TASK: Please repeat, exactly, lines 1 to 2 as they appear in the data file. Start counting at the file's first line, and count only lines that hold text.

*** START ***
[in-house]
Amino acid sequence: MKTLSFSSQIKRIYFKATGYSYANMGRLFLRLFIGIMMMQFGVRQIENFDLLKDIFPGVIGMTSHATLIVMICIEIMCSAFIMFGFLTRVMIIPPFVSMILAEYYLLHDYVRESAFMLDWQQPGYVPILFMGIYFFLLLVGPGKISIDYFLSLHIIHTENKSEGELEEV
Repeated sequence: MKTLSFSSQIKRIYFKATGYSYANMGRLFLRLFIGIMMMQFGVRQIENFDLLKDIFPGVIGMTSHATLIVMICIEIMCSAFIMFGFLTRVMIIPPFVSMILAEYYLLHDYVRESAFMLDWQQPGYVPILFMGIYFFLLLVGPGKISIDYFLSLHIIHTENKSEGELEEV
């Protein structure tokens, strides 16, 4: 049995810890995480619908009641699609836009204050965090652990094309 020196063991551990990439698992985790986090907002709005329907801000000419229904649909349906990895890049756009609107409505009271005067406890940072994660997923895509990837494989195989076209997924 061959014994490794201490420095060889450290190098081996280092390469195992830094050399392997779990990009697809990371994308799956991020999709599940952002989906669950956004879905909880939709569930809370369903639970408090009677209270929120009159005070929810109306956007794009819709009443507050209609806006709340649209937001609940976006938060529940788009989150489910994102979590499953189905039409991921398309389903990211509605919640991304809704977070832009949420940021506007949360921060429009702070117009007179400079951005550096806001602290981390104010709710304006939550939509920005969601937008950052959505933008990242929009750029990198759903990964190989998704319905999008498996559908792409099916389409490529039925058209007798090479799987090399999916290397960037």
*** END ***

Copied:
[in-house]
Amino acid sequence: MKTLSFSSQIKRIYFKATGYSYANMGRLFLRLFIGIMMMQFGVRQIENFDLLKDIFPGVIGMTSHATLIVMICIEIMCSAFIMFGFLTRVMIIPPFVSMILAEYYLLHDYVRESAFMLDWQQPGYVPILFMGIYFFLLLVGPGKISIDYFLSLHIIHTENKSEGELEEV